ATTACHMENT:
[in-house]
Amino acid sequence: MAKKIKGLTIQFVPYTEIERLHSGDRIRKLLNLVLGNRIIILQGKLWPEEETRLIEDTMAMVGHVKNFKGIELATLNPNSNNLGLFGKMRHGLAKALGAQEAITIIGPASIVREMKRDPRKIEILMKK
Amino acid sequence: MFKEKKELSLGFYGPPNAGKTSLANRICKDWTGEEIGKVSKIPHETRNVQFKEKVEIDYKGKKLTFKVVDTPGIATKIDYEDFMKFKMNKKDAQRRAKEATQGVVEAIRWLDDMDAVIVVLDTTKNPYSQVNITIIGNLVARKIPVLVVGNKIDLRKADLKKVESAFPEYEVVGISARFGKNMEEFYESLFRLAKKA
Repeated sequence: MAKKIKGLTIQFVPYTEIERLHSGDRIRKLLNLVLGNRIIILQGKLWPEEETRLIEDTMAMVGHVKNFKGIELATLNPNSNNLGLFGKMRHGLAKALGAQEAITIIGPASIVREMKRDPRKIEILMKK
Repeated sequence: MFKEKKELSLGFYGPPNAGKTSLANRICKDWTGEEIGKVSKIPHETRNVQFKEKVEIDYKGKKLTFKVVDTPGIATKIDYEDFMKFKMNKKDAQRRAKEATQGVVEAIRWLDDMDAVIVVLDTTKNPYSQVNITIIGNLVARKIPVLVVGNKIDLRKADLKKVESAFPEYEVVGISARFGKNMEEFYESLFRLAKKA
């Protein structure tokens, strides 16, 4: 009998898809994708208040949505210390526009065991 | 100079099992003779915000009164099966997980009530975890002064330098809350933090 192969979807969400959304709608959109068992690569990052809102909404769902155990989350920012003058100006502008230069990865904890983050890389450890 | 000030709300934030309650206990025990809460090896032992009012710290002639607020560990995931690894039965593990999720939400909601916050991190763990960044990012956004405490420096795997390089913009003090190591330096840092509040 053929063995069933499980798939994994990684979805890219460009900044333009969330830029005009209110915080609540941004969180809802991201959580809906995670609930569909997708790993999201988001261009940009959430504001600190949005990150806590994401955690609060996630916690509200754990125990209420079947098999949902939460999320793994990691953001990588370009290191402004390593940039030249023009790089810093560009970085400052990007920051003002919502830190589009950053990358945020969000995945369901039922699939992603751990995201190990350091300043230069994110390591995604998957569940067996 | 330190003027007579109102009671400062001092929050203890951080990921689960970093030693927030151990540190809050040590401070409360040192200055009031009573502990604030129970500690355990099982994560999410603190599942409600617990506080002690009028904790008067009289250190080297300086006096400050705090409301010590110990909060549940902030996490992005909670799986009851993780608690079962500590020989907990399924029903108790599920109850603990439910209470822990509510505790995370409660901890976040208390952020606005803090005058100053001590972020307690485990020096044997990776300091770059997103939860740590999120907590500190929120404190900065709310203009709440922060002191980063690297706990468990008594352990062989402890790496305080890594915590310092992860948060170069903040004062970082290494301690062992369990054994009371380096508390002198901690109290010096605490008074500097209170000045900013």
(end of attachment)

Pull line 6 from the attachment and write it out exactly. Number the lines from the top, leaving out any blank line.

């Protein structure tokens, strides 16, 4: 009998898809994708208040949505210390526009065991 | 100079099992003779915000009164099966997980009530975890002064330098809350933090 192969979807969400959304709608959109068992690569990052809102909404769902155990989350920012003058100006502008230069990865904890983050890389450890 | 000030709300934030309650206990025990809460090896032992009012710290002639607020560990995931690894039965593990999720939400909601916050991190763990960044990012956004405490420096795997390089913009003090190591330096840092509040 053929063995069933499980798939994994990684979805890219460009900044333009969330830029005009209110915080609540941004969180809802991201959580809906995670609930569909997708790993999201988001261009940009959430504001600190949005990150806590994401955690609060996630916690509200754990125990209420079947098999949902939460999320793994990691953001990588370009290191402004390593940039030249023009790089810093560009970085400052990007920051003002919502830190589009950053990358945020969000995945369901039922699939992603751990995201190990350091300043230069994110390591995604998957569940067996 | 330190003027007579109102009671400062001092929050203890951080990921689960970093030693927030151990540190809050040590401070409360040192200055009031009573502990604030129970500690355990099982994560999410603190599942409600617990506080002690009028904790008067009289250190080297300086006096400050705090409301010590110990909060549940902030996490992005909670799986009851993780608690079962500590020989907990399924029903108790599920109850603990439910209470822990509510505790995370409660901890976040208390952020606005803090005058100053001590972020307690485990020096044997990776300091770059997103939860740590999120907590500190929120404190900065709310203009709440922060002191980063690297706990468990008594352990062989402890790496305080890594915590310092992860948060170069903040004062970082290494301690062992369990054994009371380096508390002198901690109290010096605490008074500097209170000045900013």